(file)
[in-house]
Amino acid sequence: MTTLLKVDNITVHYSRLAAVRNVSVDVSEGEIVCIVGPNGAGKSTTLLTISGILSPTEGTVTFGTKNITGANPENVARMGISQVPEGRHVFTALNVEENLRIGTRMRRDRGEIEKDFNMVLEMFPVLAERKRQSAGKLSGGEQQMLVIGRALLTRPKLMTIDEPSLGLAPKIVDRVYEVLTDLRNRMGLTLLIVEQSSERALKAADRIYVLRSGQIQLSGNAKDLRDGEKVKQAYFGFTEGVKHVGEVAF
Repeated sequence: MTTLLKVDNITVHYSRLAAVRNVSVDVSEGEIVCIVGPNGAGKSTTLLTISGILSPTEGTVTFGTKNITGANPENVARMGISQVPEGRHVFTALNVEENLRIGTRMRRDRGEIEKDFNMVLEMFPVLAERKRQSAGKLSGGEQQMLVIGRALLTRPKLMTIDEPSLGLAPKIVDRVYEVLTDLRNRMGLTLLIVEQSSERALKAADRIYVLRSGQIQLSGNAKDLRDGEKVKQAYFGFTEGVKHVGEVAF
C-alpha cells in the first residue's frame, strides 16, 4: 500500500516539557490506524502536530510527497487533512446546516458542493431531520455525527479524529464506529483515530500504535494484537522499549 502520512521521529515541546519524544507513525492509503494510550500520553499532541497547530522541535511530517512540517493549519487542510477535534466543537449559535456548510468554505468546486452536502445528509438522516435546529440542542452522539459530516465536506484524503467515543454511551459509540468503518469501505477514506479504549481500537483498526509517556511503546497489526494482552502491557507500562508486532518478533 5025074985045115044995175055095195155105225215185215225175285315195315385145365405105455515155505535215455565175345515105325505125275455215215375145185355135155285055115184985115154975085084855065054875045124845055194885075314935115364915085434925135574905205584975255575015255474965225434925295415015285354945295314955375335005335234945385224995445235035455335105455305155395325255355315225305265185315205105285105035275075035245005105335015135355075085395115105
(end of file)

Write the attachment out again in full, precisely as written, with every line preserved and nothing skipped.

[in-house]
Amino acid sequence: MTTLLKVDNITVHYSRLAAVRNVSVDVSEGEIVCIVGPNGAGKSTTLLTISGILSPTEGTVTFGTKNITGANPENVARMGISQVPEGRHVFTALNVEENLRIGTRMRRDRGEIEKDFNMVLEMFPVLAERKRQSAGKLSGGEQQMLVIGRALLTRPKLMTIDEPSLGLAPKIVDRVYEVLTDLRNRMGLTLLIVEQSSERALKAADRIYVLRSGQIQLSGNAKDLRDGEKVKQAYFGFTEGVKHVGEVAF
Repeated sequence: MTTLLKVDNITVHYSRLAAVRNVSVDVSEGEIVCIVGPNGAGKSTTLLTISGILSPTEGTVTFGTKNITGANPENVARMGISQVPEGRHVFTALNVEENLRIGTRMRRDRGEIEKDFNMVLEMFPVLAERKRQSAGKLSGGEQQMLVIGRALLTRPKLMTIDEPSLGLAPKIVDRVYEVLTDLRNRMGLTLLIVEQSSERALKAADRIYVLRSGQIQLSGNAKDLRDGEKVKQAYFGFTEGVKHVGEVAF
C-alpha cells in the first residue's frame, strides 16, 4: 500500500516539557490506524502536530510527497487533512446546516458542493431531520455525527479524529464506529483515530500504535494484537522499549 502520512521521529515541546519524544507513525492509503494510550500520553499532541497547530522541535511530517512540517493549519487542510477535534466543537449559535456548510468554505468546486452536502445528509438522516435546529440542542452522539459530516465536506484524503467515543454511551459509540468503518469501505477514506479504549481500537483498526509517556511503546497489526494482552502491557507500562508486532518478533 5025074985045115044995175055095195155105225215185215225175285315195315385145365405105455515155505535215455565175345515105325505125275455215215375145185355135155285055115184985115154975085084855065054875045124845055194885075314935115364915085434925135574905205584975255575015255474965225434925295415015285354945295314955375335005335234945385224995445235035455335105455305155395325255355315225305265185315205105285105035275075035245005105335015135355075085395115105